When getting a new tattoo there are a lot of things to consider. You have to take care of your health by choosing a reputable artist who uses proper supplies and cleaning techniques. You have to decide on a great design and where on your body you want to display it. You may also have to consider the long term consequences regarding employment, and what it means for your career if you get a tattoo on your face or hands. One thing most people probably never even consider is who owns the rights to the design that is on your own skin.
There have been a couple of high profile cases, like in 2011 when the artist who inked Mike Tyson’s infamous face tattoo tried to sue Warner Bros. for using the design in a promotional image featuring an actor with the same tattoo on his face. Mike Tyson had signed a document stating stating “all artwork, sketches and drawings related to [his] tattoo and any photographs of [his] tattoo are property of Paradox-Studio of Dermagraphics.” Signing this agreement gave his artist full control of the rights to that work. Taking it a step further, the artist, S. Victor Whitmill, registered his copyright of the tattoo with the U.S. Copyright Office for artwork on a 3-D object (the 3-D object being Mike Tyson’s head). Warner Bros. and Whitmill settled outside of court, and there was no official decision.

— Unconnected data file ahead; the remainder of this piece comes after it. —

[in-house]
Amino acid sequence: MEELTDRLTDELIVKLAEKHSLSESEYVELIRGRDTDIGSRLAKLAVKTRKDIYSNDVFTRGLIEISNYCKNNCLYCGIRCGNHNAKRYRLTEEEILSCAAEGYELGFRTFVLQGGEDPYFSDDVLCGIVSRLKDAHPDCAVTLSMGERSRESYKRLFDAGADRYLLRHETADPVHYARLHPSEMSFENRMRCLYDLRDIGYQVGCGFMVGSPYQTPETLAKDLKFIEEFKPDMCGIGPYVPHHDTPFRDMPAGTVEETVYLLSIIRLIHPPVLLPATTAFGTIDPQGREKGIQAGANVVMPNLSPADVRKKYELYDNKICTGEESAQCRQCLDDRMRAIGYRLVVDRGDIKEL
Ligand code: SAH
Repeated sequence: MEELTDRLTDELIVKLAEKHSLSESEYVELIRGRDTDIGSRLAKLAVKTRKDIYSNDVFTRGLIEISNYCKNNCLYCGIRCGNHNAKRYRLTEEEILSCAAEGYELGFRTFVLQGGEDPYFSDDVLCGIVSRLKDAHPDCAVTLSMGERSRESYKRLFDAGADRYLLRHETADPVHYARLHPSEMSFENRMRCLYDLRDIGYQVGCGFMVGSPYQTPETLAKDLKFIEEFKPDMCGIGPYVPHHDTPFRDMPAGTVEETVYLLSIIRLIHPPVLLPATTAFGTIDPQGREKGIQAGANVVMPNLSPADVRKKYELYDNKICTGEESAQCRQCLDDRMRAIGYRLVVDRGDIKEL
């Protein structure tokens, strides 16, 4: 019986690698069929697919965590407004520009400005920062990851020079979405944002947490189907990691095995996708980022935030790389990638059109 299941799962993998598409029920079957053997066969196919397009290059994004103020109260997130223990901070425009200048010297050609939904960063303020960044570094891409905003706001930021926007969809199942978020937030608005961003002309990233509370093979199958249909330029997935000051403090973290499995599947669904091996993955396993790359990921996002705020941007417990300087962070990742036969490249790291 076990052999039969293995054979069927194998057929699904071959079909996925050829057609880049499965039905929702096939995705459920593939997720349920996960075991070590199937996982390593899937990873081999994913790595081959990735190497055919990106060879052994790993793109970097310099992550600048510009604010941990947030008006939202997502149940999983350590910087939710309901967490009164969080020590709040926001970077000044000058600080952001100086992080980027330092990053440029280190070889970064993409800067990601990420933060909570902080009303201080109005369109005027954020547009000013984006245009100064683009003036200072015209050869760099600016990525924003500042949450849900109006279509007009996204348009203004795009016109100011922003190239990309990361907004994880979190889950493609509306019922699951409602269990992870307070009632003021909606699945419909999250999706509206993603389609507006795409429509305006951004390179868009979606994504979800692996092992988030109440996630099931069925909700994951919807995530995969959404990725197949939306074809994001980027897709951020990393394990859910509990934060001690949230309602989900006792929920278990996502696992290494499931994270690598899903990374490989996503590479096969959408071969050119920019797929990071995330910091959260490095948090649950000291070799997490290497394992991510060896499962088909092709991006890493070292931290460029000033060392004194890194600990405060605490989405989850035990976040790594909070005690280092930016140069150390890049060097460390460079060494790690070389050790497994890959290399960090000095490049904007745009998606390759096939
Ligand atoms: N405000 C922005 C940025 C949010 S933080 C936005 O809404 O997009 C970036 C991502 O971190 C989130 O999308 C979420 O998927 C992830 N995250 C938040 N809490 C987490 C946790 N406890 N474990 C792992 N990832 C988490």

More recently, artists who tattooed Kobe Bryant and LeBron James have filed suits against the maker of the video game NBA 2K16 for using their tattoos in the game. The gaming company could have been liable for damages in the billions considering how well the game sold, except that the images were registered as copyright material after the game had been released, and thus, the makers of NBA 2K16 were not liable for the damages.
The makers of the game got lucky in this instance. Other people haven’t gotten away so easily, which brings up some questions. Who owns the artwork on your body? Do you own it, or does the artist own it? The law on this issue is opaque to say the least. The Art Law Journal states that “U.S. Copyright law protects original works of authorship by assigning certain protections, or rights, to creators. In order for something to be given copyright protection, the original work must be fixed in a tangible medium, with a minimal degree of creativity.” This means the artist who created the original design has rights to it, and that person can file a suit against you if it is recreated without permission.
This also means that tattoo artists have to be careful, because if they tattoo an image that is copyrighted, they could end up responsible for compensating the original artist for using their work. It’s a tricky web of responsibility, but chances are you as a client won’t run into any problems as long as you don't try to make any money off of the tattoo design; you just have to be alright with the fact that you don’t own the rights to the image on your own skin unless you designed it yourself. To get more info on copyright law or register your work for copyright protection, check out the U.S. Copyright Office website.